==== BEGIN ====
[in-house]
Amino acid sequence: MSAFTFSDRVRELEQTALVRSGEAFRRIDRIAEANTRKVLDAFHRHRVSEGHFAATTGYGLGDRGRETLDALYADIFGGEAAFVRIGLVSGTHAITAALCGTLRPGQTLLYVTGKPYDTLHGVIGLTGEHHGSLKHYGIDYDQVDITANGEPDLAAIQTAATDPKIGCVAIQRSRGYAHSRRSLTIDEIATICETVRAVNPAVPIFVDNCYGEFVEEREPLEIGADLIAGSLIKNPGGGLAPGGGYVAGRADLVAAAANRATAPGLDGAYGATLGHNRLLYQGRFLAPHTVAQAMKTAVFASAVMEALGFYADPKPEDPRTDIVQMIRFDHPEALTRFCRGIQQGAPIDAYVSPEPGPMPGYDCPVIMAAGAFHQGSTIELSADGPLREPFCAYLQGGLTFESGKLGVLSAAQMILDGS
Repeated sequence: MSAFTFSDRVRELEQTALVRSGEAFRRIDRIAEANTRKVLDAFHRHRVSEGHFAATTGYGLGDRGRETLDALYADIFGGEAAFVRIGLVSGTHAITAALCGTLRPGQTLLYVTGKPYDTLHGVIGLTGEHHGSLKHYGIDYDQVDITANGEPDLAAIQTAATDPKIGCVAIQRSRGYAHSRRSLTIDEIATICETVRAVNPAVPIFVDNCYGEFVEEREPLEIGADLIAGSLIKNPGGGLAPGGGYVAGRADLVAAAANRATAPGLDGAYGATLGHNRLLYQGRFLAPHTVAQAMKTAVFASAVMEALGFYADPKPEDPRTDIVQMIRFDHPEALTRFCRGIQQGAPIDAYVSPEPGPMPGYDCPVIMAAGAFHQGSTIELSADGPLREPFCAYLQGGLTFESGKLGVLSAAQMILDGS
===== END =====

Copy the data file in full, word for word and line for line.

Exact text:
[in-house]
Amino acid sequence: MSAFTFSDRVRELEQTALVRSGEAFRRIDRIAEANTRKVLDAFHRHRVSEGHFAATTGYGLGDRGRETLDALYADIFGGEAAFVRIGLVSGTHAITAALCGTLRPGQTLLYVTGKPYDTLHGVIGLTGEHHGSLKHYGIDYDQVDITANGEPDLAAIQTAATDPKIGCVAIQRSRGYAHSRRSLTIDEIATICETVRAVNPAVPIFVDNCYGEFVEEREPLEIGADLIAGSLIKNPGGGLAPGGGYVAGRADLVAAAANRATAPGLDGAYGATLGHNRLLYQGRFLAPHTVAQAMKTAVFASAVMEALGFYADPKPEDPRTDIVQMIRFDHPEALTRFCRGIQQGAPIDAYVSPEPGPMPGYDCPVIMAAGAFHQGSTIELSADGPLREPFCAYLQGGLTFESGKLGVLSAAQMILDGS
Repeated sequence: MSAFTFSDRVRELEQTALVRSGEAFRRIDRIAEANTRKVLDAFHRHRVSEGHFAATTGYGLGDRGRETLDALYADIFGGEAAFVRIGLVSGTHAITAALCGTLRPGQTLLYVTGKPYDTLHGVIGLTGEHHGSLKHYGIDYDQVDITANGEPDLAAIQTAATDPKIGCVAIQRSRGYAHSRRSLTIDEIATICETVRAVNPAVPIFVDNCYGEFVEEREPLEIGADLIAGSLIKNPGGGLAPGGGYVAGRADLVAAAANRATAPGLDGAYGATLGHNRLLYQGRFLAPHTVAQAMKTAVFASAVMEALGFYADPKPEDPRTDIVQMIRFDHPEALTRFCRGIQQGAPIDAYVSPEPGPMPGYDCPVIMAAGAFHQGSTIELSADGPLREPFCAYLQGGLTFESGKLGVLSAAQMILDGS